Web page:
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Over There With Men From Here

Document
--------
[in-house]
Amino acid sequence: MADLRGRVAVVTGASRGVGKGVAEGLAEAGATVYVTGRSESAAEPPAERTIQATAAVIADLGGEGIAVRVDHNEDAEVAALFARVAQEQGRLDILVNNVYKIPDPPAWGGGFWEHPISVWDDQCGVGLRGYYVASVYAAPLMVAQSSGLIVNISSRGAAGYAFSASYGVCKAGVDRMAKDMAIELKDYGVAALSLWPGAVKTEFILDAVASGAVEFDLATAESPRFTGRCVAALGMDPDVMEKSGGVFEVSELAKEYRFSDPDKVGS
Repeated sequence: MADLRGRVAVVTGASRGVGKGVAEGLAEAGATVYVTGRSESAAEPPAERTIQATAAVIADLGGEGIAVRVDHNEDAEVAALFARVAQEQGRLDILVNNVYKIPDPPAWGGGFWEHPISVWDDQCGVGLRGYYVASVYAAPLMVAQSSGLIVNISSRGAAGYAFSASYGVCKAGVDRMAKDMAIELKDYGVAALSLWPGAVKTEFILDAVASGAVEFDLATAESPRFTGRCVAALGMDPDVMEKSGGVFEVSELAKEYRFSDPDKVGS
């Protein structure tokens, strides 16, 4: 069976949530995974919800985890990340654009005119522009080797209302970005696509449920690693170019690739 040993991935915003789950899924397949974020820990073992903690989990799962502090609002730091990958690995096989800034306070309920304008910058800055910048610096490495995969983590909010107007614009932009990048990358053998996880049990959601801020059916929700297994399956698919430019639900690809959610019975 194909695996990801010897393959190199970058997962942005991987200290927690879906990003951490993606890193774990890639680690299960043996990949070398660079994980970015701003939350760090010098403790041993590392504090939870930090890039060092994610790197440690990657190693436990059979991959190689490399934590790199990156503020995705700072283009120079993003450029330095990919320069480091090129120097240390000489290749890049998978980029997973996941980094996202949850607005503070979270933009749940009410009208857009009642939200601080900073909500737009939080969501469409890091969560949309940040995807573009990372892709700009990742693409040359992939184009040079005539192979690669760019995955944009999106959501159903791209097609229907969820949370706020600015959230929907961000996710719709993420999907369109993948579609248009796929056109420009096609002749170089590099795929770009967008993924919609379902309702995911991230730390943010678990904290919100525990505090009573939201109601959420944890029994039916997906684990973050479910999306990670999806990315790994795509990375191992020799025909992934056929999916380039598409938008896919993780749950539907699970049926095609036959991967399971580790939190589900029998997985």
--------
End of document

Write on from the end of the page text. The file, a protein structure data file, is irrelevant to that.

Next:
D. C. 'FORT' GUNNER TELLS OF BLUFFING FOE FIGHTERS This is one of a series of stories by a Star war correspondent on District, Maryland, and Virginia soldiers taking part in the bombing of Germany. By THOMAS B. HENRY, Star Staff Correapondent. UNITED STATES HEAVY BOMBER STATION IN ENGLAND Feb. 33 (Delayed).—Bluffing attacking German fighters by keeping his ball turret gun trained on them although he knew that it had been knocked out by flak in a fierce air battle at 50 degrees below zero was the experience of Sergt. Edward M. Waters, 5324 Kansas avenue N.W., gunner on a Flying Fortress here. * Sergt. Water*, ’38 Central High graduate and brother of George Waters, formerly of The star staff/ has just finished his 10th mission over occupied Europe. By far his most thrill ing experience was the. last raid over Bruns-, wick. The For tresses took off In a snowstorm. Early in the battle some of the guns were knocked out and the -skies were filled with enemy fighters. There was no way of shooting back at them. The h e a ting w**«s. system on the ship went out. A short circuit developed in the electrically heated suit of the tail gunner and he had to change positions with one of the waist gun ners who was in a position where he could keep his blood circulating by jumping up and down on the floor of the careening plane. Even at that, both feet of the other waist gunner were frozen. Sergt. Waters was in the ball tur ret. The cold was almost unen durable and there was one shower of flak which put his gun out of oper ation. He kept circling the turret, keeping the gun pointed at enemy fighters who made a pass at the Fortress every few minutes. This apparently was a good bluff. Vivid Memory of Weather. “I saw them shooting down ships behind and below us,” Sergt. Waters said, "but they didn't come too near us and if it hadn’t been for the cold there would have been no cas ualties in our plane.” His most vivid memories are of weather. On one of his missions, just after the bomb run was over, the clouds closed in so thick that it was impossible to see any other ship in the formation. The ship had been hit by flak just after drop ping its bombs and there were four ‘‘runaway flaps,” making it impos sible for the pilot to maintain alti tude. He dropped down in the fog until he faced the prospect of re turning to England all alone. There also was the constant danger oi crashing into another Fortress Finally he was able to join up with another formation. Two ships im mediately behind crashed and both went down. On his first mission out of Eng land, Sergt. Waters ran into the heaviest flak he has yet encountered He had been sent out with an ex perienced crew for conditioning Flak sounded like hail against the sides of the plane. One piece land ed a foot from where he was stand ing. In the same squadron with Waters is Sergt. Melvin D. Gillis, Mardella Springs, Md., near Takoma Park who also has taken part in 10 raids He is a ball turret gunner and is credited with one probable “kill." Both gunners went through their preliminary training and came to England together. Maryland Officer in Charge. In charge of the Officers’ Club at a bomber station here is Lt. Warren Ziegaus, Normandy Apartments, of the University of Maryland faculty from 1937 to 1940 as library instruc tor. Whisky now is very difficult to obtain in England but he heard of a supply to be had in Scotland. So he went north with two trucks and checks for $21,000. “I came back," he says, with two empty trucks, six bottles of Scotch, and checks for $20,950.” They still drink beer at the club. Assistant intelligence officer at this station is Lt. John B. Savage, former country circulation manager of a Washington newspaper, whose home was at London Hall. Thir teenth street and Massachusetts avenue N.W. Sergt. Waters, 23, son of Mr. and Mrs. Albert L. Waters, was on the basket ball team at Central. Before enlisting in the Air Force in March, 1941, he was learning to be an auto mechanic. He has been overseas since October. Mrs. Waters ex pressed anxiety yesterday because she had not received his regular letters for three weeks. Virginian in Italy Supervises Repair of Damaged Instruments Lt. Vermillion Directs Ordnance Specialists In Task Requiring Great Improvisation By NEWBOLD NOYES, Jr., ■tar Staff Correspondent NAPLES, Mar. 22 (Delayed).—The lanky Virginian waved his hand casually in the direction of a $40,000 machine which had been badly damaged by shrapnel. “Our job is to send this thing back to-the front in working order,” he said. “It aims several antiair craft guns at a time automatically. I guess it's the most complicated piece of machinery used by the Army. It has about 10,000 more parts than the finest watch. We get what parts we can by ordering them. Anything we can’t get—we make it.” That is Lt. Thomas R. Vermillion of Williamsburg. Like most Ameri cans over here doing specialist work, he is good at his job, knows it and is proud of it. He is in charge of the instruments section of ordnance base snops which comes under an Army Service Forces base section. Whole Shop Is Fabulous. The whole shop is fabulous. It is really a factory which takes as its raw material ordnance so badly bat tered that it cannot be repaired by forward workshops and which turns out in a steady jtream new guns, tanks and trucks—the whole range of ordnance items—all made from the ruined carcasses. Its 247.000 square feet of floor space houses hundreds of drill presses, grinders, power hammers, forges—every kind of machine needed to keep a modern mechanized army rolling. Nearly 700 soldiers and more than 700 Italian civilians work in the shop. It is so extensive that it is im possible to give a clear picture of its operation as a whole, but Lt. Vermillion's instrument section, sit uated in the tiered gallery high above the roar of the machinery, is typical of the shop in its operation and its accomplishments. Fifth Army’s Instruments. To it come all the 5th Army’s in struments for directing and con trolling gunfire if they have been badly damaged. Improvisation is the watchword here, for the requi site spare parts are seldom at hand. But it must be axact improvisation. You cannot simply slap together an instrument which calculates the dis tance to an object so accurately that the reading is not more than 2 feet out at 400 yards. Thirty-one badly battered range finders once arrived at the instru ment section; 5th Army definitely needed 18 replacements. They sent out for available spare parts and got exactly two, but 5th Army had its range finders on time. More than that, Lt. Vermillion noticed that the regulation cases in which the instruments were packed broke too easily. His sergeant went out and talked to an Air Forces lieu tenant, who contributed some alum inum from an Italian airplane parts shop, and the instruments were re turned to the front in improved aluminum-lined cases which do not break. Drills for Dentists. The Motion is continually called oqf to perform delicate jobs far re moved from the field of ordnance. It is, thanks to the ingenuity of its personnel, that many of the native dentists over here now operate drills which are powerad by electricity. It has produced surgical instruments and machines for grinding false teeth. The boys were out to make a dermatone—a device for cutting sl^in graftings of microscopic thick ness—and they made one in a few dkys which is said to be far more efficient than the original design. Jhis is the kind of work the sec tion's 31-year-old boss likes best. A while ago he had a waft removed from his hand and suffered a slight bum in the process. That sort of thing always starts him thinking “X borrowed the instrument from F i the doc and figured the thing out,” he said. "So I took a piece of plas tic glass from the windshield of a wrecked German plane and made the doc another one. It worked better.” Spirit of Inquiry. All the" man in the section seemed to have the same spirit of inquiry and pride in their work. Most of them are volunteers re cruited into the Army in 1941— largely from the automotive in dustry. They were picked for their experience and specialized skill, but there have been replacements and new talent has been uncovered. One of the two watch repair experts never took a watch apart before he entered the Army. His bench mate has 11 years’ experience. Lt. Vermillion is typical of the men who direct the work of the giant shop. Things mechanical are his consuming interest and have been for a long time. At 18 he took a job as a mechanic's helper in an agency in Williamsburg. Pour years later he was foreman of the shop, and the next year was pro moted to service manager. He was general manager at 25 but even after graduating to the office, he did a month of shop work every year just to keep his hand in. Dur ing this time he says he went to practically every automotive school east of the Mississippi. Overseas for Year. When war came he was com missioned in the Ordnance Corps. He has been overseas about a year. He is married and has a son whom he has never seen. He loves the job. "It keeps you alert,” he says, “and it keeps you studying. That’s the thing—I’m learning more about how things work all the time. This is the kind of work I’m going to be doing from now on, and I don’t want to get lazy.” He won’t have much chance to get lazy as long as the Army uses such complicated instruments and as long as the enemy keeps shooting at them. He and his men will have plenty of work and as long as he and his men are there, it looks as though the work will somehow get done. Silver Spring Appeal Issued in Red Cross Drive With but little more than a week of campaigning left. Silver Spring, Md., has raised less than half of its Red Cross War Fund quota of 119,000., Charles W. Hopkins, direc tor of the drive for the area, an nounced today. In disclosing the estimate. Mr. Hopkins renewed his appeal to those who have not been reached by cam paign workers that they mail their checks in directly to the headquar ters of the War Fund drive at 8203 Georgia avenue. At the same time, the campaign in the area Was widened to give those who may have been missed a broader opportunity to make their contributions. The Silver Spring and Seco Theaters and the Silver Spring Bowling Alleys have ar ranged to take collections. 45 Enter Hospital At Arlington in Week Arlington Hospital officials an nounced yesterday that 45 patients had been admitted to the hospital during the first week of operation. Thirty emergency cases have been treated and 15 major and minor operations performed. Three babies have arrived in cluding George T. Stallings, jr., the hospital’s first born. Officials said the bill for both mother and child had been paid by the hospital as sociation. I WASHINGTON, D. C. . W tenittg SOCIETY AND GENERAL NEWS FRIDAY, MAKCH 24, 1944. Mi H| ■ t; ■ ■ t Red Cross Fund May Hit 66% Mark Today Justice Jackson To Be Guest Speaker At Luncheon Session Progress reports from the general business and Government divisions of the District Bed Cross campaign at the 12:30 p.m. luncheon meeting today may bring the aggregate total to two thirds of the $2,665,000 goal, campaign officials said today. Su preme Court Justice Jackson will be the guest speaker. “It isn’t important that the job be done quickly but that it be done well,” declared Lloyd B. Wilson, campaign chairman. “We can’t fail. There is no excuse for failure, but every possible excuse for suc cess. "We know the money is here and the cause is here. That puts the problem up to us, the campaign workers.” At yesterday’s luncheon reports from the residential, city §nd near by Maryland and Virginia area di visions of an additional $116,658 from 17,415 donors boosted the over all total to $1,492,699 or 56.01 per cent of the quota, representing 191,196 gifts. Lags Behind Last Year. Comparing the progress of the drive to that of last year, Mr. Wil son said that at approximately the same time last year the District had reached 65 per cent of its goal. However, he pointed out that the average gift this year was $8 as compared to $6.28 last year. Reporting for the residential area, Martin T. Wiegand, chairman, said that his group had collected an ad ditional $28,969, raising the total to $189,864, or 63.31 per cent of the $299,890 goal. Included in this re port was a $10,000 donation from the National Council of Scottish Rites. Bamum L. Colton, chairman of the city division, reported $34,318, bringing the total to $167,431 or 69.95 per cent of the $239,361 quota. Leading the nearby Maryland and Virginia areas, the city of Alex andria reported an increase of $4, 827, bringing the total to date to $32,352, 70.59 per cent of the $45*830 goal. Other County Reports. Reports of other county collec tions to date and their quota per centages were: Arlington, $28,262, 66.97 per cent; Fairfax, $24,791, 5296 per cent; Montgomery, $48955, 62.43 per cent, and Prince Georges, $20, 442, 41.43 per cent. One individual contribution re ported at yesterday’s meeting was $5 sent by Staff Sergt. George Triantafillos. tail gunner on a Liberator bomber in England. Sergt. Triantafillos, whose home is at 226 Anacostia road 8.E., is a former member of the Central Branch of the Boys’ Club. With 25 missions completed, the young gunner wears the Distin guished Flying Cross and the Air Medal with four oak leaf clusters. He has seen combat duty in the Middle East, Africa and European theaters. Mrs. Peggy Donovan, recently re turned Red Cross clubmobile direc tor in North Africa attached to the Army Air Forces, was guest speaker at yesterday's committee meeting. Greek Independence Day. Peter Sintetos, chairman of the Hellenic Committee under the gen eral business division, announced yesterday that the celebration of Greek Independence Day tomorrow will be devoted to the Red Cross as National Greek Day. Four Greek firms will donate the entire proceeds from their business Saturday. They are James Chaco nas. restaurant. 821 H street N.E.; Nicholas Chaconas, restaurant, 1733 G street N.W.; Garvins Grill, 2619 Connecticut avenue N.W., and the Crystal City Restaurant, 1647 Twentieth street N.W. Using the slogan “contribute to the American Red Cross and help Greece regain her freedom,” the committee has a quota of $10,134 as compared to $7,170 last year . In addition to the contributions of the four restaurants, James Nickas. proprietor of a store at 1353 Wisconsin avenue N.W., has announced that the entire proceeds from the popcorn machine in hfs store for both Friday and Saturday will be given to the Red Cross. A Red Cross rally preceding the opening of 65 booths in the Metro politan area Monday will be held at 10:30 a.m. tomorrow in the Hall of Flags at the Chamber of Com merce. Arlington Women Voters Urge More Vocational Aid The Organized Women Voters of Arlington County, celebrating their 21st anniversary with a luncheon yesterday at the Evans Coffee Shop, heard addresses by two speakers and approved several recommendations dealing with county affairs. The organization called on the County School Board to put voca tional training courses on a 12 month basis starting this summer, as has been done in Fairfax County. The women recommended to the County Board an extension of social security benefits and retirement pay to county employes and county police and firemen. State Senator William D. Medley of Arlington reviewed legislation taken up last session. Miss Eliza beth Cullen, librarian of the Asso ciation of American Railroads, dis cussed world-wide railroad transpor tion. PTA Father's Night Planned “Fthers Night” will be observed at the Washington-Lee High School Parent-Teacher Association, Arling ton, meeting at 8 p.m. Monday with Vice President N. W. Biddle, pre siding. The topic, "Why a Father Should Belong to the PTA,” will be discussed and a nominating com mittee will be elected. Save This Newspaper Many paper mills are shut ting down for lack of waste paper to convert into cartons for Army and Navy supplies shipped overseas. Every pound of old newspapers and maga zines is needed. Telephone your nearest school or notify some school child in your block to have your paper picked up. --- i 'Moderately Refined' Couple Gets Rooms By Telling Truth (From Yesterday’s Last Edition) By the Aesoeleted Preu. NORFOLK, Va„ Mar. 23.—A Navy man and hia wife inserted this advertisement in the classi fied section of yesterday’s news papers: “Moderately refined Navy couple would like to live with congenial people.. We drink too much occasionally, smoke too much all of the time, read a few books and can talk or listen.” The couple received 75 tele phone calls in response to the advertisement and were unpack ing their clothes today in their new flat. Cameron Is Indicted In Shooting of Girl, 14; 22 Others Charged Assault With Intent To Kill Charge Lodged Against Youth, 19 John Cameron, 19, of 6513 Maple avenue, Chevy Chase, Md„ has been indicted by the Montgomery County grand jury on a charge of assault with intent to murder In connection with the shooting March 16 of 14 year-old Patricia Kerlin, 6969 Brook ville road, Chevy Chase. The Indictment was one of 23 pre sented yesterday by the grand jury to Circuit Court Judges Stedman Prescott and Charles W. Woodward. Cameron, who was released under $1,000 bond, is under observation at the Chestnut Lodge Sanitarium in Rockville. State’s Attorney Joseph B. Simpson. jr„ said no trial has been set pending a report of psychiatric examinations being made on the youth. Patricia was shot with a .22-caliber rifle as she rode her bicycle from the garage of her home after refus ing to go out with young Cameron, according to police. The bullet pene trated the girl’s hip and lodged in the lumbar vertebra. Others indicted and the charges against them included: Isaac King, colored, murder, trial set for March 31; Samuel B. Via, one larceny indictment and two automo bile larceny charges. He is now con fined in the Maryland House of Cor rection. Others were Victor C. Dil lahay and Frank Carter, burglary; “Sonny" Darby, colored, larceny, trial set for next Friday; Florence Hallman, colored, murder. Charles T. Pickett, arson, trial next Friday; Arthur Phillips, colored bastardy, trial next Friday; Richard Arnold, robbery with a1 dangerous weapon and assault witn intent to murder; Chester Hill, false pretense; Joseph c. Lambert, colored, house breaking and larceny. George R. Thomas, colored, man slaughter, trial April 3; George Hay wood. colored, assault with intent to murder, trial next Friday, and John T- Brown, colored, housebreak ing, trial next Friday. The following were indicted on charges of nen-support; William Whipp, William Hall, Frank Selby, Lester Carter and James Christian. 27 Alexandria Fathers Among 34 Entering Navy Only seven nonfathers were in cluded in the group of 34 Alexan dria men who reported for service in the Navy Wednesday, the Alex andria Selective Service Board said yesterday. Another group of men will leave Wednesday for the Army, but the board has not yet received any calls for April. All the men inducted during March received preinduction physical examinations during Febru ary, Pre-Pearl Harbor fathers reporting Wednesday were: Pritchett. T. H. Rothgeb, Rot i!me* K- Carter. Wm J. Hamilton, Edw. A. Davis, George W. blngleton. H 6. Griffis. Jack c Padgett. Earl C. Thomas. Hubert J Cunningham. P. C. Mitchell. Russell W Burrage. Joseph L. Rodda, Thomas, Jr. Allen, Edward W. Davis. Wilson G. Scott. Newman R. McDonald. Walter G Bweeley. Clarence F. Pugh. Percy C. Dameron. John W. Brecar, Rav j Hemby, George W. Moore. Clement C. Prince, Ellis C. Healy, Norman C. Thomasson, C. W. Nonfathers who reported were: Oppenhelm. H. L. Hoffman, Milton H. Walker, Robert C. Jameson. John. Jr. Sykes. Hubert P. Ness, Harold P. Traylor, Charles N. 90 Tons of Waste Paper Collected in Arlington Fletcher Kemp, Arlington County school superintendent, yesterday no tified Leo C. Lloyd, County Salvage Committee chairman, that 90 tons of paper had been collected by the schools during, their special cam paign of the week beginning March 6. Mr. Kemp said the next drive will be held the week of April 10. Arling ton residents were urged to sepa rate papers and magazine* and tie them in bundles. Greenbelt Gets $297,000 FWA School Grant New Structure Will Be Erected and Existing Building Enlarged Expansion of school facilities at Greenbelt, Md., including erection of a new elementary school and an ad dition to the high school to cost $297,000, was authorized today by Maj. Gen. Philip B. Fleming, Fed eral Works administrator. Brick buildings will be erected by the Public Buildings Administration of the FWA at an estimated cost of $282,000 on sites provided by the Federal Public Housing Authority. An additional grant of $15,000 will provide funds for the purchase of movable equipment and furnish ings. Twelve-Classroom School. The elementary school will have 12 classrooms and auxiliary rooms, while the high school addition will contain four classrooms, a science room, a multipurpose room and auxiliary rooms. Although virtually all the funds appropriated under the Lanham Act for community facilities elsewhere have been allocated, Gen. Fleming explained that the Greenbelt project will he financed from the balance of an appropriation made specifically for projects in the Washington Metropolitan Area. Present school facilities in the nearby Maryland community were designed to accommodate children living in approximately 1.000 homes, Gen. Fleming pointed out. Construc tion of an adidtional 1,000 homes for war workers has resulted In over crowded schools, he said. Schools Now Overcrowded. Enrollment in the present 12 classroom elementary school is 881, and classes are being forced to meet on a double-session basis, utilizing the basement, auxiliary rooms and other spaces intended for commu nity activities, according to the FWA administrator. It is estimated that the enrollment will increase to 972 during the 1944-5 school year, he added. The present high school, which contains four classrooms and auxil iary rooms, has an enrollment of 350. This is expected to increase to about 475 by next September, Gen. Fleming asserted. Rooms desig nated for cafeteria and a library are now being utilized for classroom purposes to meet overcrowded con ditions. Alexandria Announces Tuberculosis Tests The Alexandria Tuberculosis As sociation and the Health Depart ment have announced tubercu lin tests will be given in the>«it|% elementary schools Monday and Tuesday, and parents are beii asked to give their children wrlttgfl permission to be tested. Dr. John A. Sims, president at the Tuberculosis Association, em phasised that a positive reaction to the test does not mean the child has tuberculosis, but means he has been exposed to the disease at some time. Parents of children who react pos itively will be notified and asked to have their children X-rayed when the portable equipment is in the city during the week of April 17. The X-ray examinations will be offered to any one in the city at a nominal fee. Parents will also be urged to have themselves and other members of the family X-rayed in order to determine if the child's exposure came through the home. The following schedule for the tests has been announced by Miss Mary Came, supervisor of nurses for the health department: Mon day, Jefferson School, 10 a.m.; St. Joseph's Academy, 11 am.; St. Mary’s Parochial School, 11 a.m.; Mount Vernon School, 11:15 a.m.; Parker-Grav. 11:30 a.m.; Lyles Crouch, 11:30 a.m.; Maury, noon; Washington, noon; Lee. noon. Tuesday, George Mason, noon; St. Agnes’ Eplscipal, noon; Charles D. Barrett, 12:15 pm.; Douglas Mac Arthur, 12:15 pm,; Seminary, 1:30 p.m.; St. Mary's Academy, 2:15 p.m. Red Cross nurses' aides and staff assistants will assist in testing and recording the tests, which will be interpreted Wednesday and Thurs day. Train Kills Man on Tracks A 50-year-old man, identified by Montgomery County police as Don ald Shepherd, Round Hill, Va„ was killed last night when he was struck by a westbound train on the B. <fe O. tracks at Dickerson. Police quoted the engineer as saying he did not see the man. The body was taken to the W. B. Hilton funeral home, Bamesville. VIRGINIAN GETS SILVER STAR—Lt. Gen. Mark W. Clark, commander of the Allied 5th Army, pins the Silver Star on Lt, Dennis Blalock of Alexandria, in ceremonies somewhere in Italy before members of the 36th Division. The medal was awarded for gallantry in action. —Associated Press Photo. Virginia Boards Urged To Speed Draft Quotas Director Says State Lags Behind Nation B? the Associated Press. RICHMOND, Mar. 24.—Local draft boards in Virginia were called on yesterday by Col. Mills F. Neal. State director of selective service, to fill their quotas completely since the State is lagging in furnishing men for the armed forces. "It is most necessary," Col. Neal said, "that local boards which are behind with their quotas should promptly speed up their work of re classification in order that they may go ahead with consideration of those under 26 for induction.” Virginia, as of January 1, had sent in only 353 men of each 100 regis trants between 18 and 38, as com pared to a national figure of 41.4. This lag was said to be due in part to a higher percentage of per sons found mentally, physically or morally disqualified, and in part to the slowness of reclassification of pre-Pearl Harbor fathers. In Virginia, 22.4 men of every 100 have been turned down because of mental, moral or physical disquali fication. while for the Nation the percentage thus rejected was only 15.5. The State also has 193 men in every 100 still in class 3-A. while the Nation has reclassified all save 16.6 of each 100. Deferments for essential and war Industry In Virginia total only 9.9 per cent, as compared with a na tional average of 133 per cent. Ag ricultural deferments in the State are 6 pm cent and in the Nation 73 20 Prince Georges Men Reperl lo Services Tuesday Prince Georges County Draft Board No. 2. at Upper Marlboro, announced today that 15 white and 5 colored men will report Tuesday for duty with the armed forces after passing their preinduo tion physical examinations last month. White men reporting to Fort Meade are: James E. Parker, Francis H. Cos tello, Alan L. Drew, David W. Duf fey, James C. Aldrich, Donald L. Kidwell, Owens B. Cornell. Ray mond C. Mangold, Richard H. Ma comber and Joseph R. Newland. White men reporting to the Navy are: Thomas E. Lloyd, Robert B. Oli veri, George F. Seanor, Samuel P. Nalley and F. M. Todd. Colored men reporting to the Navy are: John Watson, jr.; Lloyd N. Wil liams. Earl S. Williams, Charles E. Smith and Anthony L. Swann. Train Wreck Injures Seven in Maryland B> the As«oci»te<J Pre*s. FERNDALE, Md.. Mar. 24—One woman was hospitalized with a fractured leg and six other persons were treated for minor injuries re ceived when a Baltimore and An napolis Railroad Co. train jumped the tracks at Ferndale yesterday. State police in Anne Arundel County reported the train, which left Baltimore at 5:15 pjn., was de railed when the axle of one car broke. That car careened into a telephone pole. Traffic continued as scheduled, using the Ferndale siding. Garden Club Lists Speaker The Brookmont Garden Club and gardeners from that vicinity will meet to hear J. Morton Franklin, District Victory Garden supervisor, at 8 o'clock tonight at the Chapel of the Redeemer, Fairway Hills. Md. Fairfax Chest Votes. $400 for Lunchroom County Community Group To Meet on Playgrounds The Fairfax County Community Chest has appropriated an amount not to exceed $400 to equip the lunchroom in the Baileys Cross Roads Elementary School to meet qualifications of the Federal hot lunch program in public schools. At the same time, the Executive Committee of the Chest has an nounced that it will hear proposals by various groups for establishing playgrounds and recreation centers in the county at 8 o’clock tonight in the parish hall of the Vienna Episcopal Church. In appropriating the lunchroom fund, the Chest appointed James E. Bauserman. Mrs. J. Hunter Mack and Miss Nancy McCandlish to study the school lilnch program and to recommend to the Executive Committee a policy to be adopted by the organization. The group also appropriated $155 to be used by the County Health Department for the purchase of text books on public health and an in strument cabinet. The recreation program at Mount Vernon High School and Woodlawn Elementary School was given an appropriation of $225. A portion of Chest funds received in the recent campaign will be used for recreation projects sponsored by community organizations. Scull Indorsed to Succeed Lynch as School Trustee David A. Scull, candidate for the Fairfax County Board of School Trustees seat which Vernon Lynch will vacate in June, has been in dorsed by the Pleasant Ridge Oommunity Association, President Everett Golway announced today. Mr. Lynch has announced he would not seek re-election. The association referred to Mr. Scull’s recent appearance before the State Senate Finance Committee to urge increased State contributions for education. He represented the county Parent-Teacher Association and Federation of Fairfax County Citizens' Associations. Mr. Scull is administrative officer for the division of cultural rela tions of the State Department, sec retary of the District of Columbia Credit Union League and a mem ber of the Society for Personnel Administration. Chinquapin Nursery Enrollment Opens Applications are being accepted for enrollment of preschool chil dren of working mothers in the new Chinquapin Village nursery school scheduled to open April 3. Dr. Martha Rinsland. director of the four nursery schools now in operation in Alexandria under the sponsorship of the Alexandria Board of Education and financed by the Federal Works Agency, said children from Chinquapin Village. Cameron Valley. Parkfairfax, Fairlington and vicinity will be eligible for enroll ment provided their mothers are working or plan to get jobs. The nursery school is in the Chin quapin Village Community building and the Federal Public Housing Au thority. by whom the building was constructed, has offered the facili ties without cost to the Alexandria Board of Education. A weekly fee of $3 is charged to parents, and the school is open six days a week from 7:30 a.m. to 5 30 p.m. Enrollment must be on a weekly basis, Dr. Rineland said, and she is urging parents to plan to leave their children at the school for no more than eight hours a day. The school Is completely equipped and the children are served a hot meal each day. it has a fenced-in outdoor playground. Mrs. Kenneth Breeze has been ap pointed head teacher. She is a graduate of the Florida State Col lege for Women, holds a master's degree from Columbia University, and was for six years research as sistant in normal child development study at the university. She has also specialized In psychological work with young children at the Dalton School in New York. Applications for enrollment may be made to Dr, Rinsland at the Jefferson School, Alexandria 2478. Mrs. Van Meter to Head Nursery School Program The Arlington County School Board today announced the ap pointment of Mrs. Mae Van Meter as director of county nursery schools. Mrs. Van Meter will open offices Wednesday at 1425 South Kent street in the J. E. B. Stuart Homes development. Opening date of the nurseries will be announced as soon as the appli cation for Lanham Act funds has been approved and a qualified stall, equipment and supplies are ob tained. WOMEN VOTERS CELEBRATE ANNIVERSARY—Shown yesterday at the 21st anniversary cele bration of the Arlington Organized Women Voters are (left, seated) Miss Elizabeth Cullen and Mrs. Edward E. Odom, president, who is cutting the cake. In the back row are four past president of the group. They are (left to right) Mrs. J. Footer Hagan, Mrs. J. N. Roberts, Mrs. J. B. Lowell and Mr* Julian Simpson. —Star Staff Photo. Public Hearing On Parle Plan Set in Arlington Expert's Comments On Playgrounds To Be Discussed A report by Dr. Jay B. Nash, chairman of the Department of Health and Physical Education at New York University, on a proposed park and playground program in Arlington County, will be discussed at a public hearing to be held by the County Board at 8 p.m. April 11, at the Thomas Jefferson Junior High School, Columbia pike and South Fillmore street. The report was submitted recently to the Arlington Playground Com mittee, which was appointed by the County Board after the approval at last November’s election of a bond issue for the purchase of playground sites. Copies of the report are avail able at the county manager’s office. The proposed program contem plates establishment of “near home" recreational areas, to be used by small children; elementary school areas, district areas and park and vacation areas. "The elementary school.” Dr. Nash declared in his report, “is ideally located for the neighborhood playground. If the present elemen tary school grounds in the various communities were graded, repaired surfaced and fenced, the major need of the county in this respect would be met.” Outlines Other Types. He recommended that the pro posed areas should be divided into small district areas and large county areas. The former group can be located "ideally” at junior and senior high schools and equipped for "larger” athletic games for boys, girls and adults, Dr. Nash stated. ’ He added that there should be three "super-district” areas where additional equipment, including seats for spectators and fireplaces, might be installed. Finally, Dr. Nash recommended, a group of large and small county parks should be established, includ ing areas up to 250 acres, having golf courses, tennis courts and fa cilities for horseback riding. Would Combine Programs. The vacation area, which Dr. Nash described as a "wilderness’ area, would be located in the county but would include State and na tional park facilities. Administration of such a program would be centered in one person, who would have the duties of both a director of physical education and a superintendent of recreation. Dr. Nash suggested that the superin tendent of schools and the county manager confer cn appointment of such an executive before recommen dations are made to their respective boards. The administrative organization also would include an assistant di rector and a secretary to be housed in a central office. Lauds County Officials. Dr. Nash asserted that Arlington County residents should be "justly proud” of the progress already made in setting up such a program and of the "forward looking” tendencies of their public officials. “The plans which are being sug gested,” he said, "cover the next decade, or, from the standpoint of acquiring areas, possibly four or flv* decades. “It would not be outside the range of good planning to hold the ex penditure of money available until the most favorable prices can be obtained. * * • On the other hand, when emergencies arise and there is danger of losing pieces of land, action should not be delayed. “In the meantime, serious con sideration should be given to tha design, improvement, landscaping and maintenance of present areas." Teen-Age Club to Give Red Cross Benefit Dance The Red Cross War Fund will benefit by a dance which the Alex andria Teen-Age Club will give at 8:30 p.m. tomorrow in the George Washington High School gymna sium. The four-month-old organization, which has over 600 members, gave a party in January for the Mile o’ Dimes. Servicemen who have recently re turned from battle fronts, sports fig urea, city officials and other prom inent residents will be the guests. Music will be furnished by Tommy May’s Orchestra. Decorations of Red Cross flags and posters have been furnished by the local chapter and members of the Red Cross can teen corps will assist in serving re freshments. The committee in charge of ar rangements includes Robin Rau, Donald Beggs and Calvin Major. Daily Rationing §$Reminderttto> Canned and Frozen Foods, Etc.— Book No. 4, blue stamps A-8, B-8, C-8, D-8 and E-8 valid through May 20 and worth 10 points each. Blue stamps F-8, G-8, H-8, J-8 and K-8 valid April l through June 20. Blue tokens may be used as change. Meats, Fats, Etc.—Book No. 4, red stamps A-8, B-8, C-8, D-8, E-8 and F-8 good through May 20 and worth 10 points each. Red stamps G-8, H-8 and J-8 good March 26 through June 18. Red tokens may be used as change. Points for Fats—Your meat dealer will pay two ration points for each pound of waste kitchen fats you turn in. Sugar—Book No. 4, stamp 30 valid for 5 pounds indefinitely. Book No. 4, stamp 40 good for 5 pounds for home canning through Febru ary 28, 1945. Stamp No. 31 good for 5 pounds beginning April 1. Gasoline—No. 9-A coupons good for 3 gallons through May 8. B-2, C-2, B-3 and C-3 coupons good for 5 gallons each. Fuel Oil—Period No. 4 coupons valid through September 30. Period No. 5 coupons valid through Septem ber 30. All good for 10 gallons per unit. Consumers in this area should not have used more than 84 per cent of tHeir total yearly fuel oil ration as of today.